A little girl in Ohio was almost blown away on March 8 when she tried to open the door to her house in Lyndhurst (video below).
Madison Gardner, 4, is seen on her parents' home surveillance video hanging on to her front door as the strong wind lifts her completely off the ground.
As she grabs the doorknob, the wind violently blows the door open. As Madison clings to the doorknob with just one hand, the wind lifts her into a vertical position, and as the door swings all the way open, her body disappears around the side of the house.
As her mother, Brittany Gardner, explained the moment in a Facebook post: "All I hear is 'Mommm!' So I looked back and she's pinned between the house and the glass door."
Fortunately, little Madison did not suffer any injuries from the unexpected ride. Her mother Brittany went into a little more detail on the experience in an interview with KFOR: "She is okay and laughing along with it! She was scared at first then was laughing away at it. She held on until I took her off the handle."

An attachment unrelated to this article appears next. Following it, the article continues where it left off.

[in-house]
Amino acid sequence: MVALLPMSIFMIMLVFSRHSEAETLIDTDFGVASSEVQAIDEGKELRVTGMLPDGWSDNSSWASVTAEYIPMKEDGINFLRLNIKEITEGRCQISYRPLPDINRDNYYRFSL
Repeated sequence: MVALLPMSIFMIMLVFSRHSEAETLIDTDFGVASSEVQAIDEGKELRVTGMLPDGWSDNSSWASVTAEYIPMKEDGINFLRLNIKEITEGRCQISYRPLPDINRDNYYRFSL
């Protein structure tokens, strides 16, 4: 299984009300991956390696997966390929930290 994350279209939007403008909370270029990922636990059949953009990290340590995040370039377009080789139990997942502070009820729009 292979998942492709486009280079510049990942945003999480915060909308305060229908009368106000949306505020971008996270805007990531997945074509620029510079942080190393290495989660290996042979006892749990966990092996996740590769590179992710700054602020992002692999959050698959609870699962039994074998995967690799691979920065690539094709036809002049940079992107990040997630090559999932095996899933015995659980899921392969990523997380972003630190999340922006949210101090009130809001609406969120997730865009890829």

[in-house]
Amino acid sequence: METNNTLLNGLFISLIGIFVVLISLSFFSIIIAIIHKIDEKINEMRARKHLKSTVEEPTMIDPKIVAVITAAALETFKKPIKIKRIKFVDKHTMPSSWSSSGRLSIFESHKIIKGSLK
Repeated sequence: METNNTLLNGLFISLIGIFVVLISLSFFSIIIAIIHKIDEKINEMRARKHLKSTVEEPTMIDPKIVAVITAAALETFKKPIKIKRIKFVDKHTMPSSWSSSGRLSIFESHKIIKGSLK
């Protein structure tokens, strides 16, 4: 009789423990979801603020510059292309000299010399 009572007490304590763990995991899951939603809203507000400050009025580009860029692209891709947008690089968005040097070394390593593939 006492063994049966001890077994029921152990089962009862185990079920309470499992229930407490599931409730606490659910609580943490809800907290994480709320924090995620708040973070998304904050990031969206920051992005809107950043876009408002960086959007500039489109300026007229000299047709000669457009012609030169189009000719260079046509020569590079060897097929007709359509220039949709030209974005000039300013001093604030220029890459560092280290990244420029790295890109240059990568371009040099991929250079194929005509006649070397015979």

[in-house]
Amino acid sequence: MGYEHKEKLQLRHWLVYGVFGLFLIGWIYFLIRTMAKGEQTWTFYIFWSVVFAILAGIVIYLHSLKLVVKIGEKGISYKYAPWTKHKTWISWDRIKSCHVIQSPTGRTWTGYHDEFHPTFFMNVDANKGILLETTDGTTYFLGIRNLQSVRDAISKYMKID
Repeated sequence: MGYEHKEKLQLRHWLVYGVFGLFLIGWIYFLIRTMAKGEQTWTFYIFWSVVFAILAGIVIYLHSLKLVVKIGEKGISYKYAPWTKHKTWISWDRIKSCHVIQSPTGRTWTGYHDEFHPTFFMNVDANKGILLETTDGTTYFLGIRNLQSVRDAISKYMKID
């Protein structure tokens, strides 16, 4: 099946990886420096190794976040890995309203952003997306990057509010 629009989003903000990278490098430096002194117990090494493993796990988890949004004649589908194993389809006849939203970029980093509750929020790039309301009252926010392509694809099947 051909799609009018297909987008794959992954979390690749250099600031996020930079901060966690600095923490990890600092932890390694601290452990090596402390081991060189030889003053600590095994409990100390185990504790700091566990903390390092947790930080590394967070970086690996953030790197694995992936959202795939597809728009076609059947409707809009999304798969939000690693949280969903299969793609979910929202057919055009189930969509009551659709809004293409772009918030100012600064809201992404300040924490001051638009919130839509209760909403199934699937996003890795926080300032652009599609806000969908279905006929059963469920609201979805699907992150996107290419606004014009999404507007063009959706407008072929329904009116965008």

The video of Madison's short but exciting weather adventure was set to Frank Sinatra's classic "Come Fly with Me" and posted on March 9 to Facebook, where it quickly went viral with more than 124,000 views in under a day.
The wind that blew Madison up and away is defined by the National Weather Service as a "straight-line" wind. Straight-line winds are so named to differentiate their effects from those of tornados. According to the NWS, thunderstorm winds that end up being dangerous to people and buildings on the ground come from outflow generated by downdrafts from thunderstorms. Winds of over 50 to 60 miles per hour are officially categorized as "damaging winds," although very serious damaging winds can go up to 100 mph and cause havoc in a radius of hundreds of miles.
The NWS suggests that residents stay safe during a high wind warning or severe thunderstorm by entering a sturdy building and going into a basement or an interior room away from windows. Residents in mobile homes should attempt to get to sturdier shelter before the storm hits the area. All residents should follow NOAA Weather Radio or their local news stations to stay updated about information regarding the storm's path and strength.